Distribution War? Gabe Newell Sees It as Healthy Competition
- Valve vs Epic Games became a big story during the course of 2019.
- Epic Games Store and Steam became weapons in a new age of platform wars.
- Industry titan Gabe Newell’s take on the situation may be surprising to some.
Since the advent of at home gaming, there has been an ongoing platform war. First it was computers vs consoles, then it became consoles vs consoles vs computer gaming. Then computer gaming leapt far enough out in front to create the long-running joke of console peasantry and PC master race, becoming an often cited meme online. In the last year, though, Valve’s digital distribution platform Steam finally got some strong competition. While Steam has had competitors for years, it was the Epic Games Store to offer up a strong enough challenge that ended up igniting a new take on the platform wars.
With Epic Games Store practically throwing money at developers and publishers, there was a huge amount of controversy during 2019 about the business practices of those involved and where the line between pro-developer and anti-consumer was. What was observed was that line was so thin that at times it may as well have not been there at all. Love it or hate it, the Epic Games Store as a platform is pulling no punches. As a side effect, many noticed that this new challenge saw Steam rolling out a number of updates to improve upon itself for the user.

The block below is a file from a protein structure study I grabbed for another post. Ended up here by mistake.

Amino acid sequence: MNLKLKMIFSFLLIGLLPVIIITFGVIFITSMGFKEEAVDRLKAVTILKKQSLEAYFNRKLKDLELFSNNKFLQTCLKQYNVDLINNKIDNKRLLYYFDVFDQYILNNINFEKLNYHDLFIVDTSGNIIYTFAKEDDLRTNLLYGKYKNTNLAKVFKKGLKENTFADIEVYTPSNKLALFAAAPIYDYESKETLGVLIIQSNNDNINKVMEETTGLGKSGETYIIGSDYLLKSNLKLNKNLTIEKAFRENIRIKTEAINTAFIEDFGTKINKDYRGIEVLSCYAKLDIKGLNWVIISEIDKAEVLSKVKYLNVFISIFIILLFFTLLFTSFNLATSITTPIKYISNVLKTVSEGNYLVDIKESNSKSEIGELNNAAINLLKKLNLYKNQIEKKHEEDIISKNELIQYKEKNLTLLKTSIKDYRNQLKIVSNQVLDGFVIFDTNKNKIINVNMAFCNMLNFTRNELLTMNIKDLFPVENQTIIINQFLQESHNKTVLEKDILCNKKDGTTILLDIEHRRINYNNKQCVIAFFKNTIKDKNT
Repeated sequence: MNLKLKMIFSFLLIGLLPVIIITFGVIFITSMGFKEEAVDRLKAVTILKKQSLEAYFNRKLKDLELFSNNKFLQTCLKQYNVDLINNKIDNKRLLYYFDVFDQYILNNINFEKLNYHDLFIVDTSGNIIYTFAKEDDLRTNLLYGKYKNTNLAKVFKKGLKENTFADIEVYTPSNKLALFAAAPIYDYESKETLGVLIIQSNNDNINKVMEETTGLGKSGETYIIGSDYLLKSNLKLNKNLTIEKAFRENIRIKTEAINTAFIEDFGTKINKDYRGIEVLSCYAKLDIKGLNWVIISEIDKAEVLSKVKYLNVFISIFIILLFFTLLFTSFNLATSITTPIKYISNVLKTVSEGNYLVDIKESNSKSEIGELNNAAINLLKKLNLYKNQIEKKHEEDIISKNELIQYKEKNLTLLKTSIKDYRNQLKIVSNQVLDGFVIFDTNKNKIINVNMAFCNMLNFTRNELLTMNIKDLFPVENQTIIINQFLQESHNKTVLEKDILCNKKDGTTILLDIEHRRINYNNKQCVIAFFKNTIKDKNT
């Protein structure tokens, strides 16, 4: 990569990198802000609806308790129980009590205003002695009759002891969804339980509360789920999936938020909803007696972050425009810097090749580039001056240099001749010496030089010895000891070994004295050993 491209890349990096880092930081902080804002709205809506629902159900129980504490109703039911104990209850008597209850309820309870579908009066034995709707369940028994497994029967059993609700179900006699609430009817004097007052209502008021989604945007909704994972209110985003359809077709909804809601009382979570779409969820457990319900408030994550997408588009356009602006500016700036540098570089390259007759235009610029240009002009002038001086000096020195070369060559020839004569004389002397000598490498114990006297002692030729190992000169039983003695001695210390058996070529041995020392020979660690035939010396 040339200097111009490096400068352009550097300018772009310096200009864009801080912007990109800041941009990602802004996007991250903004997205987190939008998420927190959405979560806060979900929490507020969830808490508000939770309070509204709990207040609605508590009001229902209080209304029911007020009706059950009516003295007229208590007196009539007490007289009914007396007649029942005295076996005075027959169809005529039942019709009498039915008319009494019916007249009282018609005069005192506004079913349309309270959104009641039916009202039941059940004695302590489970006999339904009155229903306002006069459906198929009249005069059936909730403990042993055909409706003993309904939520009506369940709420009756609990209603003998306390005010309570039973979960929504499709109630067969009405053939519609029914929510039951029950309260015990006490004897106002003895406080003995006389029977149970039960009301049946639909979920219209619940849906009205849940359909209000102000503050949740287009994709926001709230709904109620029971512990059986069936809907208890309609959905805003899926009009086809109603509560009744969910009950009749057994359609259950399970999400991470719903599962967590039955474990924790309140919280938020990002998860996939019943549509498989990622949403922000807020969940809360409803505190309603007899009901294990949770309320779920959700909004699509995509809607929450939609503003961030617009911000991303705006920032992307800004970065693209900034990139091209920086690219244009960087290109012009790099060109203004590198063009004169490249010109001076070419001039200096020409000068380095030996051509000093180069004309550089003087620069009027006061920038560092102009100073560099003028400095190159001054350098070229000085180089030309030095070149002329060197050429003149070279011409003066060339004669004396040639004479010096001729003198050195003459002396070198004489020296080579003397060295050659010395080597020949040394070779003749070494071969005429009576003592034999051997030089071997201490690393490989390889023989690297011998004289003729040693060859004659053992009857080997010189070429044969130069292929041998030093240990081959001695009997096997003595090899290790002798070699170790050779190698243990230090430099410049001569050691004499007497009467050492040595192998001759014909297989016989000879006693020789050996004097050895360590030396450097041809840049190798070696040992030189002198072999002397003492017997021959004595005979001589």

Epic Games Store may be able to entice players with free game giveaways that are often big names, but Steam’s quality of life changes still give it an edge over the competition. The result is that increasingly, people are starting to use both platforms. That being said, the ‘war’ isn’t over as there are a number of users on both sides of the fence that will wave the banner for their platform of choice.
In the latest issue of Edge Magazine (mentioned in one of Games Radar’s attempts to get people to subscribe to it), Valve’s Gabe Newell sits down for an interview about everything from the failed Steam Machines to rebooting Artifact. The highlight of the interview however comes from his commentary on the ongoing competition with Epic Games and the EGS platform.
Competition in game stores is awesome for everybody. It keeps us honest, it keeps everybody else honest, but it’s ugly in the short term.
You’re like, ‘Argh, they’re yelling, they’re making us look bad.’ But in the long term, everybody benefits from the discipline and the thoughtfulness it means you have to have about your business by having people come in and challenge you.
To his credit, I think Gabe has a great point here. While the practices of both Steam and Epic Games Store will never have the debate settled, if you look at the actions taken by both platforms you’ll see that the actions of one spur the other. As such, both have shown a lot of improvement in a short amount of time. Steam, in particular, saw an incredible amount of changes last year, after what felt like year of living by the mantra if it’s not broken, don’t fix it. To Gabe Newell, it’s healthy competition, it’s necessary. But what do our readers think? Let us know down below.